Social and emotional distances, partitions, disunion, confusion, noise, and a certain dose of prevaricating media pollution. I’m certain that although perhaps in different terms, each one of us has felt something similar during this surreal development of the global pandemic that is driving compasses and vital orientation crazy.
During these months, my personal search for a space out of the ordinary life that could bring me some sort of solace and inspire a possible vision of the future naturally gravitated towards art. And it was during this virtual and emotional chaos when Paolo Buonvino’s music entered my auditory perception. And there it stayed, emblazoned, also thanks to the evocative power that the movie Fátima was able to impress on my conscience.
Experiencing Paolo Buonvino’s music and having had the chance to converse with him, has certainly been one of the artistic treats of this complex time. Listening to his words was instantly curative per se and something that I definitely needed to hear: “music opens up channels and lets those transformation processes, that can apparently seem complex, become easy. To quote the ethnomusicologist John Blacking: ‘the hard thing is to love, and music is a skill that prepares man for this difficult task.’ And therefore, music is a sort of a shamanic act of transformation and purification.”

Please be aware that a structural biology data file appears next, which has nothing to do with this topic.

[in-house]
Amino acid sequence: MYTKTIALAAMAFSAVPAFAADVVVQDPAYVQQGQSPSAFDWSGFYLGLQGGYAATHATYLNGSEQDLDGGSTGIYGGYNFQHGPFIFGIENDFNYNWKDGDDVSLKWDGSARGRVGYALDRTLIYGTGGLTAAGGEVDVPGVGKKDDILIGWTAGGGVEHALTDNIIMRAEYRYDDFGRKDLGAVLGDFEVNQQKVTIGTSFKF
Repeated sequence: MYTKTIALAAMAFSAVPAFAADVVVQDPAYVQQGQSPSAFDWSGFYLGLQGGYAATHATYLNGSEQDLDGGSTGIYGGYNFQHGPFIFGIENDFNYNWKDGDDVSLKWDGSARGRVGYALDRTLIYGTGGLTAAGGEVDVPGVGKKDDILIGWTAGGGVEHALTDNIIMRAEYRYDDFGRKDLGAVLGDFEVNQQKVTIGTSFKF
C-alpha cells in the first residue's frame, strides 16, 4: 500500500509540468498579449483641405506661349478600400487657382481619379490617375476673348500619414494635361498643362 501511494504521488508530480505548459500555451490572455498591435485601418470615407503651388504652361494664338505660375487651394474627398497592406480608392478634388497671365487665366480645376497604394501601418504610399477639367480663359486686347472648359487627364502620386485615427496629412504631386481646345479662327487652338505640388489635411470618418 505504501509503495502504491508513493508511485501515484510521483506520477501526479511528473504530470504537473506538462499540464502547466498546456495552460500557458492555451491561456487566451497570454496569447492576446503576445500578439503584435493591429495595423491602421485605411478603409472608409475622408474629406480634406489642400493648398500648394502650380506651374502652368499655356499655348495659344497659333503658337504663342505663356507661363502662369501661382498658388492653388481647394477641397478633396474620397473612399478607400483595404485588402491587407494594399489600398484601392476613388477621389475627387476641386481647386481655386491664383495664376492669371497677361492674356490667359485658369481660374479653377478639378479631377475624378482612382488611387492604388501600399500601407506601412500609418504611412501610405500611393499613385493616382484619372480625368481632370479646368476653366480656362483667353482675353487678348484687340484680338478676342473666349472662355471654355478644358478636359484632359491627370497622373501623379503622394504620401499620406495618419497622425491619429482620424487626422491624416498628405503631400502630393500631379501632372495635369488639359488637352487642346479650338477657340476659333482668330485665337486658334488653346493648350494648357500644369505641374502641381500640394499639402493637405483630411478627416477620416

Isn’t that what we need to believe in right now? We need to believe in the possibility of a transformation, of purification from the horror we are living, take a moment to breathe, and allow us to even believe in miracles. All of these exhortations are beautifully delivered through both the soundtrack and the movie Fátima. The film is an intellectually honest query on the extraordinary lives of the kids who experienced the famous epiphany of the Holy Mary, gifting the audience with a privileged point of view: a kid’s pure look capable of seeing the magic of the creation, beyond any religious speculations.